The European Free Trade Association Court ruled, in a case concerning a Norwegian procurement for ferry services, that a simple breach of procurement law is sufficient to trigger liability; there is no requirement for a Contracting Authority to reach the “sufficiently serious” threshold, a decision which is in contrast to that of the EU and the UK Supreme Court decision of EnergySolutions v NDA.
As mentioned above, this year the European Commission (EC) published its position paper on the future of procurement procedures after the UK has left the EU. It has secured the EU protection for public procurement contracts ongoing on withdrawal date.
The paper sets out three key principles:
- Administration – EU administrative procedures should continue to apply for any contracts started before the UK’s withdrawal date from the EU.
- Non-discrimination – UK Contracting Authorities should continue to comply with the core EU principle of non-discrimination.
- Review procedures and legal remedies – The existing review procedures and legal remedies should remain available to the procedures and framework agreements which continue after the date of withdrawal.
The CCS reissued its procurement policy in December, for the procurement of supplies, services and works for the public sector. It highlights that UK procurement is still subject to the EU Treaty principles and that the over-riding requirement of public procurement frameworks is to guarantee value for money whilst achieving the best mix of quality and effectiveness.
The CCS sets out a range of policies which all central government buyers must implement, including: Procurement policies for value for money and savings, Procurement policies for the conduct of procurements, Procurement policies in support of enterprise and growth and Procurement policies for promoting greater transparency as well as a range of others.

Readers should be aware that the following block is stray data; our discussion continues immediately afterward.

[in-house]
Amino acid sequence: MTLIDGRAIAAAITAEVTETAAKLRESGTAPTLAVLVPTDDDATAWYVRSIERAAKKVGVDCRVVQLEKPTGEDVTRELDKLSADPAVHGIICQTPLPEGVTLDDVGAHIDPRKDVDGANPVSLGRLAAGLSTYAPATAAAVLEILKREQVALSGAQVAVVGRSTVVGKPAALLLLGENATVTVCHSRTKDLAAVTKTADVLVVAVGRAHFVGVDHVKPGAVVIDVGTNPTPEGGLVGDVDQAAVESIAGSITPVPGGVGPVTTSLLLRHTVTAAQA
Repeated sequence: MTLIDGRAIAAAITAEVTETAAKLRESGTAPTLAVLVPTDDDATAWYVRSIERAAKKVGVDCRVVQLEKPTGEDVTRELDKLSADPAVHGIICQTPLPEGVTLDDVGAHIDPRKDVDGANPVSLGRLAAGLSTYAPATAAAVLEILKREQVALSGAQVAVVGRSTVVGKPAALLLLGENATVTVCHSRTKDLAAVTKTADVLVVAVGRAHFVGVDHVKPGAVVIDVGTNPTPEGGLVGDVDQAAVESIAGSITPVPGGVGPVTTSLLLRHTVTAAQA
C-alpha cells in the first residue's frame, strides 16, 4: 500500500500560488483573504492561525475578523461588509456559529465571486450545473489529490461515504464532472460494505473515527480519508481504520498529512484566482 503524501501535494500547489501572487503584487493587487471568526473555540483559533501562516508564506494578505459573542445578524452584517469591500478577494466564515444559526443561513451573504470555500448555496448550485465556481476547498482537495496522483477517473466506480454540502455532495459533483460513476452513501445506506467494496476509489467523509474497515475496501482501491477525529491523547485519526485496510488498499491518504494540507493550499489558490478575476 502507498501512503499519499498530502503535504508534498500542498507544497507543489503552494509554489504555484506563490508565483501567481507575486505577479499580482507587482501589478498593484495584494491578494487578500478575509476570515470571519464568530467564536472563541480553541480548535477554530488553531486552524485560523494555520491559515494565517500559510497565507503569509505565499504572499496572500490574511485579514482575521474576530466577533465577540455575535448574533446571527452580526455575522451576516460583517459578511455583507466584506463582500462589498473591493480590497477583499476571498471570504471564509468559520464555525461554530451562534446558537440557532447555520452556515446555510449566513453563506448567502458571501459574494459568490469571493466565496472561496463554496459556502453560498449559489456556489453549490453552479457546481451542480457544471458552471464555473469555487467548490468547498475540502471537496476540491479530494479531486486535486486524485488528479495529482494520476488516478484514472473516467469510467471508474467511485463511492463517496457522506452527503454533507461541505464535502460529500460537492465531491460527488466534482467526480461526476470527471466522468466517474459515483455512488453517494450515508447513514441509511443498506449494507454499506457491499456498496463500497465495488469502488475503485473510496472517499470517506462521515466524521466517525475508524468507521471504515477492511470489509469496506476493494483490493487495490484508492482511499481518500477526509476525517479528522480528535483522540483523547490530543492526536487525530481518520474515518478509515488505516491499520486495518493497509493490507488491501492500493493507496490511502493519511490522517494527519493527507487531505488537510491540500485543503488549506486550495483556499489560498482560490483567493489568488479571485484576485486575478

PPN 03/17 – Changes to Data Protection Legislation & General Data Protection Regulation
This CCS policy note explains how government buyers should bring existing and future commercial arrangements concerning data processing into line with new Data Protection Legislation, which can be viewed here.
PPN 04/17 – New Threshold Levels 2018
At the end of December, The CCS released their new threshold levels for procurement, these came into force on 1 January 2018, details of which can be found in our latest update, here.
We hope you have enjoyed the 2017 series of Nutshells, we will continue to wait in anticipation for what 2018 has in store for procurement, there is no doubt that case law and guidance will be plentiful, particularly with Brexit looming ahead of us and the need for clarity on our procurement processes once we have left the EU.
In the coming year there is also likely to be a big focus on GDPR as we try to tackle the impact of this legislation and a further push for more digitisation both in our procurement processes and a rise in the digital goods and services being procured.
Throughout 2018 we will continue to provide you with a round up on all the topical and relevant procurement updates and developments.
Please note that this briefing is designed to be informative, not advisory and represents our understanding of English law and practice as at the date indicated. We would always recommend that you should seek specific guidance on any particular legal issue.